From Speculation to Action
The rich Jewish tradition, this volume demonstrates, can support a deep respect toward nature that translates into human stewardship of nature. In the twentieth century the Jewish thinker who reconfigured the relationship between God and natural world most elaborately was Abraham Joshua Heschel (1907–1972). Edward E. Kaplan presents Heschel’s “depth theology” of the caring God who “calls for human beings actively to redeem [the world].” Approaching the Bible, not as “human theology but as God’s anthropology,” Heschel’s point of departure was the notion of wonder or radical amazement, which Schwartz has also discussed in this volume in support of his own environmental sensibilities. Kaplan explains how Heschel’s writings were designed to enable the reader to shed or question all habitual ways of thinking, and gradually to begin “to perceive the world as ‘an allusion’ to God, as an object of divine concern.” While Heschel’s outlook was rooted in kabbalah and Hasidism, he used the kabbalistic notion of “allusion” to reawaken in Jews the reverence toward nature. Reinterpreting the Jewish tradition, Kaplan shows, Heschel instructed twentieth-century Jews to develop the notion of “kinship with the visible cosmos” and to grasp the reciprocal relationship between God and the world. The world is the object of God’s concern or love. Heschel presented a vision of interrelatedness of humans, other beings, and God, and emphasized human responsibility to God, “who is both within and beyond nature and civilization.” Kaplan, along with Eilon Schwartz, correctly views Heschel as a major ecological Jewish thinker whose theology could inspire sound environmental policies.

Translating Jewish ecological reflection into action is by no means a simple matter. The volume concludes with essays by Tsvi Blanchard and Mark X. Jacobs that reflect on the challenges to Jewish environmental activism. Blanchard notes the tension between the secular nature of the environmental discourse and Jewish religious commitments. Before Jews could join the environmental discourse, it has been important to realize three things. First, even if Jewish sources harbor a certain conception of the natural world, they did not imagine the ecological situation we face today. It is not self-evident that the solution to the environmental crisis could be found in the traditional Jewish sources. Second, Jews were never in a position to formulate policies for the society at large, but only for their own communities. Third, the ecological movement regards the Bible very critically as the source of a negative attitude toward nature that gave rise to destructive policies. Blanchard proposes a way to overcome these difficulties by focusing on select Talmudic sources that blend religious and secular aspects. This model, he claims, would enable Jews to join the general environmental discourse and to speak as committed Jews. Blanchard shows that the rabbis considered human action and were attentive to scientific information, implying that there is room within the religious tradition itself to consider nondivine aspects. He illustrates how the rabbis considered intentional modifications of the environment and the harmful side effects of improper positioning of certain substances. Like Diamond, Blanchard invites Jews and non-Jews to grasp the general principles of Jewish legal sources and to realize how they can be applied to very practical issues that confront the environmental movement. He concludes that “analysis of the Jewish material might help in drafting possible policy strategies as well as in framing the key questions to be asked and answered.”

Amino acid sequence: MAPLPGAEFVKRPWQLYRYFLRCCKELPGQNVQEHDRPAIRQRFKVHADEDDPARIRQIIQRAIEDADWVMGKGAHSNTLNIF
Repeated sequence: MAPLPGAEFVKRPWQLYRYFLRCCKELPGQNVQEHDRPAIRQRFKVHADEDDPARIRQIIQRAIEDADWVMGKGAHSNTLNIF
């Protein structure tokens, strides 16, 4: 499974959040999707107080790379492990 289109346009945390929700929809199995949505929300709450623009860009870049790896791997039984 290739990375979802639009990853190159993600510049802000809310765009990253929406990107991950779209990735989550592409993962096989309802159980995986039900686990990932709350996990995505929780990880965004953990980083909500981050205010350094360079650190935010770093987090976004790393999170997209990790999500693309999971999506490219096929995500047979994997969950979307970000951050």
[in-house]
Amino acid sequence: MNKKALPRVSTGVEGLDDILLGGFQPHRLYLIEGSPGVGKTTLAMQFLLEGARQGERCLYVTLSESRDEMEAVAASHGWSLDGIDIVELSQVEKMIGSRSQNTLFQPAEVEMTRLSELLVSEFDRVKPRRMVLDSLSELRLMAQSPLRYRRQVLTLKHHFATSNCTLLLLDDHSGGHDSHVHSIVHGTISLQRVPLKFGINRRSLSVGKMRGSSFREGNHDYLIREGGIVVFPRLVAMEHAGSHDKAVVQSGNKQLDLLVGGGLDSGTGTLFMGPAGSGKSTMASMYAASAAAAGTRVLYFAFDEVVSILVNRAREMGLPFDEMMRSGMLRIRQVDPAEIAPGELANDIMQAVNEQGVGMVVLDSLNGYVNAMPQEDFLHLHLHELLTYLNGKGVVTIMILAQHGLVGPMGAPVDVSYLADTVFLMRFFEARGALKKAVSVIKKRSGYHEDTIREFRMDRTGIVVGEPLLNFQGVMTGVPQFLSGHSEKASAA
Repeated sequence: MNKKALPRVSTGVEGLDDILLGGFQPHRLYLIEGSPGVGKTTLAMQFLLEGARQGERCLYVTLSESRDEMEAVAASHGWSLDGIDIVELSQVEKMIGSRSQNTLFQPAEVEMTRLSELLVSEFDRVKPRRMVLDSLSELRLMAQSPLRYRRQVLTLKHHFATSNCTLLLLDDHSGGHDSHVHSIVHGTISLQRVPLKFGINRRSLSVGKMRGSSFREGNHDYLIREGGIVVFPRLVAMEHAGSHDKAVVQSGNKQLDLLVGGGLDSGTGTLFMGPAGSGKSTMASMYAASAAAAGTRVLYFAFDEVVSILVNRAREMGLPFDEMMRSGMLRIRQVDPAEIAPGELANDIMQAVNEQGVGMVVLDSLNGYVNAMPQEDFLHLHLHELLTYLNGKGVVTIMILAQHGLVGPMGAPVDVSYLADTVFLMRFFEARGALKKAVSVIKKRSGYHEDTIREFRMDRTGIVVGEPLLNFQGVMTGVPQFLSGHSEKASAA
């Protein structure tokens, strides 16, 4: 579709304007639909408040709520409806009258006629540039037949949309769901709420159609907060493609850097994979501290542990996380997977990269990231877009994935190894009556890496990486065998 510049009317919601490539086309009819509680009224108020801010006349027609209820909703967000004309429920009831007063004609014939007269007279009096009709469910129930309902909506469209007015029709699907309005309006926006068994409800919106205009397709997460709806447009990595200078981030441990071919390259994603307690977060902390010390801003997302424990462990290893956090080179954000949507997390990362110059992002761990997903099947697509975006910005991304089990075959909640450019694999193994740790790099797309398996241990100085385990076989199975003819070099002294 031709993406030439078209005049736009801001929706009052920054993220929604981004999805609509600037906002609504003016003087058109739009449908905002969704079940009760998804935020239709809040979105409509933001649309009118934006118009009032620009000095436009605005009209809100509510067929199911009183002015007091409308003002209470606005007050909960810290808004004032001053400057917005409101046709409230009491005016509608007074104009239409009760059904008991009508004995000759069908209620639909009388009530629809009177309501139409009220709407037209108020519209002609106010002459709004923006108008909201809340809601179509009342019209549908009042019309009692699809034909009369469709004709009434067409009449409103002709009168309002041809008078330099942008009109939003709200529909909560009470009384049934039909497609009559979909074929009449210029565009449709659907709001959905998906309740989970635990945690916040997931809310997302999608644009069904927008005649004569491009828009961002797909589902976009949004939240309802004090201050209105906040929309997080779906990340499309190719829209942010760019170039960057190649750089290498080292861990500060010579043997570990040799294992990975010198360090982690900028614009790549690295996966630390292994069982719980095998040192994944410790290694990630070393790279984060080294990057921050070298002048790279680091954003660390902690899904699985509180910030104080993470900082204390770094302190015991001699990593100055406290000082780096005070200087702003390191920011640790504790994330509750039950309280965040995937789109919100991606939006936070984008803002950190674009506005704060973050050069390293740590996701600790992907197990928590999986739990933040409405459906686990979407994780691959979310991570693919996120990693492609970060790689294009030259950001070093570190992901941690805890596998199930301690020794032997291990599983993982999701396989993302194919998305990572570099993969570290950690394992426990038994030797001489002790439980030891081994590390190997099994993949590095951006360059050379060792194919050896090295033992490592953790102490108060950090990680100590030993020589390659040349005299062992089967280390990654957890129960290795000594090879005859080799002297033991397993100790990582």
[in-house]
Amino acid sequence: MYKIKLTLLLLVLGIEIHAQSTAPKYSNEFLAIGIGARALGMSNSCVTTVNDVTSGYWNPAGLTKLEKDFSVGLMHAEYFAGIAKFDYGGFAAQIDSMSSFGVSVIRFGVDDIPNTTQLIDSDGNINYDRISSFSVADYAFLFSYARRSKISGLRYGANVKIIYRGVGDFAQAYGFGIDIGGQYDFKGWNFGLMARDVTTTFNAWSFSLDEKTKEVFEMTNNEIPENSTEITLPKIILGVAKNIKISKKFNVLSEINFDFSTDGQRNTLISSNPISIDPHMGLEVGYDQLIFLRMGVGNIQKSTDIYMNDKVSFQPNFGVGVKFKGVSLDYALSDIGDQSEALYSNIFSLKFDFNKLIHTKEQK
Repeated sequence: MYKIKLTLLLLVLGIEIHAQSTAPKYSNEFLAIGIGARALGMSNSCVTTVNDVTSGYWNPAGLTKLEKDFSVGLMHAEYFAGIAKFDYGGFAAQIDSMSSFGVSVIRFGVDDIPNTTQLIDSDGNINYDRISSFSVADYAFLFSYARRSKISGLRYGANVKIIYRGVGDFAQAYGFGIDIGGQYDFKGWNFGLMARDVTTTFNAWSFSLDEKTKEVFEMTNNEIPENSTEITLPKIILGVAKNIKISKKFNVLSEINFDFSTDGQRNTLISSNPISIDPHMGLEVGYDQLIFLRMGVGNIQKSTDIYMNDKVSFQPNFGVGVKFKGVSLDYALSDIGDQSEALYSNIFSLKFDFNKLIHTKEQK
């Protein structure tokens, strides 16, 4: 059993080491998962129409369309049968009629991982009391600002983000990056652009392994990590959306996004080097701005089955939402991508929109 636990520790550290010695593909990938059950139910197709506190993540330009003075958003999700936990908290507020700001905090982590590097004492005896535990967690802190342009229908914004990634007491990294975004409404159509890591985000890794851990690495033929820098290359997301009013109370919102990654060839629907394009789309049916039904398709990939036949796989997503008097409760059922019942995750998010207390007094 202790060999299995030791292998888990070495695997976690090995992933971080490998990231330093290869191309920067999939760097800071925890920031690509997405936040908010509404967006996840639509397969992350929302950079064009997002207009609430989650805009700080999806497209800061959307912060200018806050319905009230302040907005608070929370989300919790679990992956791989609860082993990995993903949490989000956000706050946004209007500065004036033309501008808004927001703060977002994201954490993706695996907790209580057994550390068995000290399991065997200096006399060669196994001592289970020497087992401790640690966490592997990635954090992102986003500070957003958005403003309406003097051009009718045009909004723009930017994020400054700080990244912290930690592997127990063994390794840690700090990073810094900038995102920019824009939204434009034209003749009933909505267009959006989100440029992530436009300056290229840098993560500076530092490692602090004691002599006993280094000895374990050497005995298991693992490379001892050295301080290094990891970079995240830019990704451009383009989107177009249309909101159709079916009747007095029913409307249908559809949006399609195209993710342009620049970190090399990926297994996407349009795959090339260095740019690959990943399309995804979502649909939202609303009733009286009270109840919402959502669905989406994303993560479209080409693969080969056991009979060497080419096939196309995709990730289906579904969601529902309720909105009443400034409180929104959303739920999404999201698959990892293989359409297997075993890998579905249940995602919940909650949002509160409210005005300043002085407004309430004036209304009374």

The volume concludes with Mark X. Jacobs’s overview of the Jewish environmental movement, its history, accomplishments, and challenges. There is no doubt that the movement has succeeded in raising the awareness of Jews about environmental and ecological matters. The movement has also added a significant Jewish presence to other faith communities in the United States which are deeply concerned about the environmental crisis. However, Jacobs admits that the leadership of the Jewish community lacks passionate commitment to environmentalism and that the very affluence of Jews in North America militates against it. Jacobs voices concern over the tension between the Jewish environmentalists, who are motivated by deep religious insights, and the “relative weak role of Judaism in the lives of American Jews.” Thus, contemporary Jews rather than Judaism are the obstacle to a vital Jewish environmentalism.


Conclusion